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I am an affiliated lecturer of the Faculty of Mathematics at Cambridge University and a fellow of Pembroke College. Since 2002, my research has primarily been in the field of Quantum Information Theory. I have been working on various aspects of this field, e.g., data compression for sources with memory, perfect transfer of quantum states and entanglement over spin networks, additivity conjectures of the Holevo capacity and the minimum output entropy for various models of quantum channels, complementary channels, capacities of quantum channels with memory, entanglement manipulation, and the evaluation of the optimal rates of various quantum information protocols using the Quantum Information Spectrum method.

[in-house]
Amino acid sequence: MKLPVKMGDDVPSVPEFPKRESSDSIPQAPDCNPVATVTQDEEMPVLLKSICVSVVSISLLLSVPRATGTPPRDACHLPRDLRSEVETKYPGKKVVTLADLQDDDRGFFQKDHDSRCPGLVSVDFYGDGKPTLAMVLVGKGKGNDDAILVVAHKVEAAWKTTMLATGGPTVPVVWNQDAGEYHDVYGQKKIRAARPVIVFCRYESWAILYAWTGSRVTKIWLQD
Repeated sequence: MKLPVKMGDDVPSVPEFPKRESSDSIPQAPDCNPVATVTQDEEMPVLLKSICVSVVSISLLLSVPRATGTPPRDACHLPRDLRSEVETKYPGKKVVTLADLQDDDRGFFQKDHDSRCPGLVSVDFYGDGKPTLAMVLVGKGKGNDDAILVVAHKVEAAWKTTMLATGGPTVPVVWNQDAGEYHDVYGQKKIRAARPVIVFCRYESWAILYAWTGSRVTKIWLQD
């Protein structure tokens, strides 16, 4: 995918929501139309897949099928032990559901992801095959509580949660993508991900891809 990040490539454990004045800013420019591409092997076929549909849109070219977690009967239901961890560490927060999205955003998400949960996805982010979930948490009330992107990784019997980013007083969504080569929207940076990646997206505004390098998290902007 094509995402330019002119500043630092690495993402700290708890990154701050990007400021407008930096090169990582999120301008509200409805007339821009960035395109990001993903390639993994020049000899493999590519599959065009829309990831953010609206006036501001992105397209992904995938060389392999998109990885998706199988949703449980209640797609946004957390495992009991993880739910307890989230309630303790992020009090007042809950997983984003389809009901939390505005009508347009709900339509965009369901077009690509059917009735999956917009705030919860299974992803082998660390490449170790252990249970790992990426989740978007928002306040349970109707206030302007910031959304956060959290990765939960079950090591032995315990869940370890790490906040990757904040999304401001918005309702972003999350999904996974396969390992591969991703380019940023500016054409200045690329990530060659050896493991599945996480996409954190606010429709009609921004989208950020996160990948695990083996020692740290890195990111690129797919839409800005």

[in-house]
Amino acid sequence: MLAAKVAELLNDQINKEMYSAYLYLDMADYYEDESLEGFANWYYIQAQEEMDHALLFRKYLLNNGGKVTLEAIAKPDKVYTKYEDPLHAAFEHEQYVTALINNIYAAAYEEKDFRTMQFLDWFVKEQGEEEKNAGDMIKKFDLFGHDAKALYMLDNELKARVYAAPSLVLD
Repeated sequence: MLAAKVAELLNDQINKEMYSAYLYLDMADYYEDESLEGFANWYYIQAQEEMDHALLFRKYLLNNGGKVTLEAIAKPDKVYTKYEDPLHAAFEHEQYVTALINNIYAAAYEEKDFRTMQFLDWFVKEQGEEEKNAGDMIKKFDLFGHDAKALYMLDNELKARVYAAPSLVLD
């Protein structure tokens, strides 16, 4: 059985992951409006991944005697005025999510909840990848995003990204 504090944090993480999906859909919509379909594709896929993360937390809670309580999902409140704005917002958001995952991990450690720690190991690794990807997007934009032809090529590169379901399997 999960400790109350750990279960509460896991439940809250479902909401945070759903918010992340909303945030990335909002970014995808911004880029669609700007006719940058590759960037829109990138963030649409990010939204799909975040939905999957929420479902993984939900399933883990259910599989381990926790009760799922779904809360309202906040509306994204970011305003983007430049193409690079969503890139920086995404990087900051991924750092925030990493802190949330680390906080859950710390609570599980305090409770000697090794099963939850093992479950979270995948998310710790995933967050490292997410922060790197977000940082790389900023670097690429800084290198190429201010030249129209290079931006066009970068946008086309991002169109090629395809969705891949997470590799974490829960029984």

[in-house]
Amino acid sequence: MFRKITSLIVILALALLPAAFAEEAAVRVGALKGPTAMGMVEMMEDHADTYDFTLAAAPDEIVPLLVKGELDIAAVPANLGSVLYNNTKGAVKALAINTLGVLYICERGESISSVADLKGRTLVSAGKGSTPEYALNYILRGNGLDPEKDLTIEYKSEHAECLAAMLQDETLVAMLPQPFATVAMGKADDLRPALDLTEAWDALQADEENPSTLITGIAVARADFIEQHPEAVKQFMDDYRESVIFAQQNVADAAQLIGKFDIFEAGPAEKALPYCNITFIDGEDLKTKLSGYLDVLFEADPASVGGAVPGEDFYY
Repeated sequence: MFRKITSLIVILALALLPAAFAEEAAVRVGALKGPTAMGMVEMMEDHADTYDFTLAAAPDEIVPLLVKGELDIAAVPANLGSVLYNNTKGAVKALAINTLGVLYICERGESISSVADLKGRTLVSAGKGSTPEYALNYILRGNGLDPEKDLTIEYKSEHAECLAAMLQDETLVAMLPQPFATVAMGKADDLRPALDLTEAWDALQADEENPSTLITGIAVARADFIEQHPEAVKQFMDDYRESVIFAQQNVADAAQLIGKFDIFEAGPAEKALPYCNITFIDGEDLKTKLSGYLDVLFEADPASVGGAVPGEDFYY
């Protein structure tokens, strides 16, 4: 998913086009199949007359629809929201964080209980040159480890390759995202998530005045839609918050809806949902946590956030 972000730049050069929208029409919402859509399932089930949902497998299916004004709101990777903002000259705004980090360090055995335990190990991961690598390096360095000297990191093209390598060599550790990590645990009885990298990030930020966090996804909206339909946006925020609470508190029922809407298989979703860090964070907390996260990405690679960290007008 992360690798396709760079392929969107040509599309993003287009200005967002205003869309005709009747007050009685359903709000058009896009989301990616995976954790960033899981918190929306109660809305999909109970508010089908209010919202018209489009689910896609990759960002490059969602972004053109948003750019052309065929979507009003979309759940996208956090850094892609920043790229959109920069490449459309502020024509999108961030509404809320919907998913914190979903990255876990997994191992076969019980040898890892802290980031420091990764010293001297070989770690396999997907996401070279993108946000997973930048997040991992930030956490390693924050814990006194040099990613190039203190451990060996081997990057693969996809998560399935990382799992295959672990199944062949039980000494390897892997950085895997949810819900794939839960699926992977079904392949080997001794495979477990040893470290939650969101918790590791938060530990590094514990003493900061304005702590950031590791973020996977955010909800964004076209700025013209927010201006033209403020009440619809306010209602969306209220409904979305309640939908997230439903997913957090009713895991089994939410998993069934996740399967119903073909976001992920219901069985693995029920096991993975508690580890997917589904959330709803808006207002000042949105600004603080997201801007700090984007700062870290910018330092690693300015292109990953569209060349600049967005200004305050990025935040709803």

Optimal rates of quantum information protocols, such as storage and transmission of information, or manipulation of entanglement, are usually evaluated under the consideration of asymptotically many uses of the underlying resources (i.e., the sources, channels or entanglement resources used in the protocol). In reality, the resources are used a finite number of times. This justifies my recent research which entails the evaluation of optimal rates for a finite number of uses (or even a single use) of the relevant resource. These rates are often referred to as one-shot rates.
Before moving into the field of Quantum Information Theory, my research was mainly in the field of Quantum Statistical Mechanics. Part of my PhD thesis was also on the Quantum Hall Effect.
For a list of my papers click here.